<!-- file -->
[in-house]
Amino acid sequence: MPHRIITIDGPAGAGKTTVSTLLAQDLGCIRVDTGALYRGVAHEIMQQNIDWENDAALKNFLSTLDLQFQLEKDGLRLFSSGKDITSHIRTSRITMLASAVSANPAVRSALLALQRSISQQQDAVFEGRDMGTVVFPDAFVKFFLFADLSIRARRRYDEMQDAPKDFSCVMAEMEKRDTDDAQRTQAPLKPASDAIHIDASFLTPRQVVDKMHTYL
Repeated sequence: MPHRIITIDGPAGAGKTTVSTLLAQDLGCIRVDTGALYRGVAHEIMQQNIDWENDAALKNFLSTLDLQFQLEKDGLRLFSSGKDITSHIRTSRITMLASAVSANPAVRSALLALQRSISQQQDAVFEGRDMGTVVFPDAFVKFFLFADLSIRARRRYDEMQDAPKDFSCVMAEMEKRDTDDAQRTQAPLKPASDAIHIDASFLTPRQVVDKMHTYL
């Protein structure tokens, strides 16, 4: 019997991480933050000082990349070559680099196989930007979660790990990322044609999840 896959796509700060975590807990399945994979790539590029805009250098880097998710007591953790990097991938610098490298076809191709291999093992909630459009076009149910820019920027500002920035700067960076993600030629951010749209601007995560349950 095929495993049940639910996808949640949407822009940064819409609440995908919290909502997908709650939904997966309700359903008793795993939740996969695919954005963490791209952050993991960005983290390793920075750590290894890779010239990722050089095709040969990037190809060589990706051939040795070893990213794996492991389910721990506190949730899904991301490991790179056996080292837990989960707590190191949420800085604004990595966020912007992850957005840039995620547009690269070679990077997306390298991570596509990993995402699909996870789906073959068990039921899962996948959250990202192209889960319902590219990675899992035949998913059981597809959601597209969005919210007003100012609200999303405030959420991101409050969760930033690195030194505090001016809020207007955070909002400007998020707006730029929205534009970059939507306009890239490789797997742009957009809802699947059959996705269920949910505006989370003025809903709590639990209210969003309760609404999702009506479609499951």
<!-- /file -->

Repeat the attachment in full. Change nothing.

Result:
[in-house]
Amino acid sequence: MPHRIITIDGPAGAGKTTVSTLLAQDLGCIRVDTGALYRGVAHEIMQQNIDWENDAALKNFLSTLDLQFQLEKDGLRLFSSGKDITSHIRTSRITMLASAVSANPAVRSALLALQRSISQQQDAVFEGRDMGTVVFPDAFVKFFLFADLSIRARRRYDEMQDAPKDFSCVMAEMEKRDTDDAQRTQAPLKPASDAIHIDASFLTPRQVVDKMHTYL
Repeated sequence: MPHRIITIDGPAGAGKTTVSTLLAQDLGCIRVDTGALYRGVAHEIMQQNIDWENDAALKNFLSTLDLQFQLEKDGLRLFSSGKDITSHIRTSRITMLASAVSANPAVRSALLALQRSISQQQDAVFEGRDMGTVVFPDAFVKFFLFADLSIRARRRYDEMQDAPKDFSCVMAEMEKRDTDDAQRTQAPLKPASDAIHIDASFLTPRQVVDKMHTYL
């Protein structure tokens, strides 16, 4: 019997991480933050000082990349070559680099196989930007979660790990990322044609999840 896959796509700060975590807990399945994979790539590029805009250098880097998710007591953790990097991938610098490298076809191709291999093992909630459009076009149910820019920027500002920035700067960076993600030629951010749209601007995560349950 095929495993049940639910996808949640949407822009940064819409609440995908919290909502997908709650939904997966309700359903008793795993939740996969695919954005963490791209952050993991960005983290390793920075750590290894890779010239990722050089095709040969990037190809060589990706051939040795070893990213794996492991389910721990506190949730899904991301490991790179056996080292837990989960707590190191949420800085604004990595966020912007992850957005840039995620547009690269070679990077997306390298991570596509990993995402699909996870789906073959068990039921899962996948959250990202192209889960319902590219990675899992035949998913059981597809959601597209969005919210007003100012609200999303405030959420991101409050969760930033690195030194505090001016809020207007955070909002400007998020707006730029929205534009970059939507306009890239490789797997742009957009809802699947059959996705269920949910505006989370003025809903709590639990209210969003309760609404999702009506479609499951």